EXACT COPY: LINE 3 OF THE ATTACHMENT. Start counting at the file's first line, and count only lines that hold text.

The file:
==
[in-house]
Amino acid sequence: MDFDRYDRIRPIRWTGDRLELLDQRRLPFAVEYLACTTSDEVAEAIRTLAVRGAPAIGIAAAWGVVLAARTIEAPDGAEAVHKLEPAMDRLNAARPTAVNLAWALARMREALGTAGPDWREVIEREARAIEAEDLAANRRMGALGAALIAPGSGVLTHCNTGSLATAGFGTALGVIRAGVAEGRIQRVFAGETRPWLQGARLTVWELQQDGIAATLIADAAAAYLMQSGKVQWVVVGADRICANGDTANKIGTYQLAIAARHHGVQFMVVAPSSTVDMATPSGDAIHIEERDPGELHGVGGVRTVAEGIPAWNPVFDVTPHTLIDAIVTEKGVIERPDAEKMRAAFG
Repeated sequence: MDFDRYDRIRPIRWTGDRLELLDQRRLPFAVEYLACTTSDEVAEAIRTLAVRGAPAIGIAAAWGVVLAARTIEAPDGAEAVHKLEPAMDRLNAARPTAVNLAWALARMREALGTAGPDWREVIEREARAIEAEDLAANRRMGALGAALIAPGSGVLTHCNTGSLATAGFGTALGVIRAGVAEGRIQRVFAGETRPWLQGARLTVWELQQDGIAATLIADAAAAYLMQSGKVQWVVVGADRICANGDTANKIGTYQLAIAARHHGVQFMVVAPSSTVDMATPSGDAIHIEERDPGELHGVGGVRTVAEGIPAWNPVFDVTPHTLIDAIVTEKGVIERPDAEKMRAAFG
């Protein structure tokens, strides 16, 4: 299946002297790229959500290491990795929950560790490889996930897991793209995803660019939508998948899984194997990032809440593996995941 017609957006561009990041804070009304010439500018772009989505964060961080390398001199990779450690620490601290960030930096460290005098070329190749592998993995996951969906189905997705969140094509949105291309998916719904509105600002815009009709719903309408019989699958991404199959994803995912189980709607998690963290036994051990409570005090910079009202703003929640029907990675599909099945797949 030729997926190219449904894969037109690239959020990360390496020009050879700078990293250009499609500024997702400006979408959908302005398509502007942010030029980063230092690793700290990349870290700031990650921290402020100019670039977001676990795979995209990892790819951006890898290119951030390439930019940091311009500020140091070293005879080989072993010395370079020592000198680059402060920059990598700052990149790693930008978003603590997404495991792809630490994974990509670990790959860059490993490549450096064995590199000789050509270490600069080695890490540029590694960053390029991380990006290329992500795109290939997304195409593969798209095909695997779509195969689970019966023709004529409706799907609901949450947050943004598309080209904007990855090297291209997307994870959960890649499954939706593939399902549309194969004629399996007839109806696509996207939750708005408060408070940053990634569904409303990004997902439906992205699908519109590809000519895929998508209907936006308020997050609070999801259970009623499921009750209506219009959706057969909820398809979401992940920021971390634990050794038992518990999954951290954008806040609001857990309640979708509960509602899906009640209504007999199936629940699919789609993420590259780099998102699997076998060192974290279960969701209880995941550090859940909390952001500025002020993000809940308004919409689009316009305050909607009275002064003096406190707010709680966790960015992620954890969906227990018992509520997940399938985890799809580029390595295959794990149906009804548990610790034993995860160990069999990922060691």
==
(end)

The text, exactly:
Repeated sequence: MDFDRYDRIRPIRWTGDRLELLDQRRLPFAVEYLACTTSDEVAEAIRTLAVRGAPAIGIAAAWGVVLAARTIEAPDGAEAVHKLEPAMDRLNAARPTAVNLAWALARMREALGTAGPDWREVIEREARAIEAEDLAANRRMGALGAALIAPGSGVLTHCNTGSLATAGFGTALGVIRAGVAEGRIQRVFAGETRPWLQGARLTVWELQQDGIAATLIADAAAAYLMQSGKVQWVVVGADRICANGDTANKIGTYQLAIAARHHGVQFMVVAPSSTVDMATPSGDAIHIEERDPGELHGVGGVRTVAEGIPAWNPVFDVTPHTLIDAIVTEKGVIERPDAEKMRAAFG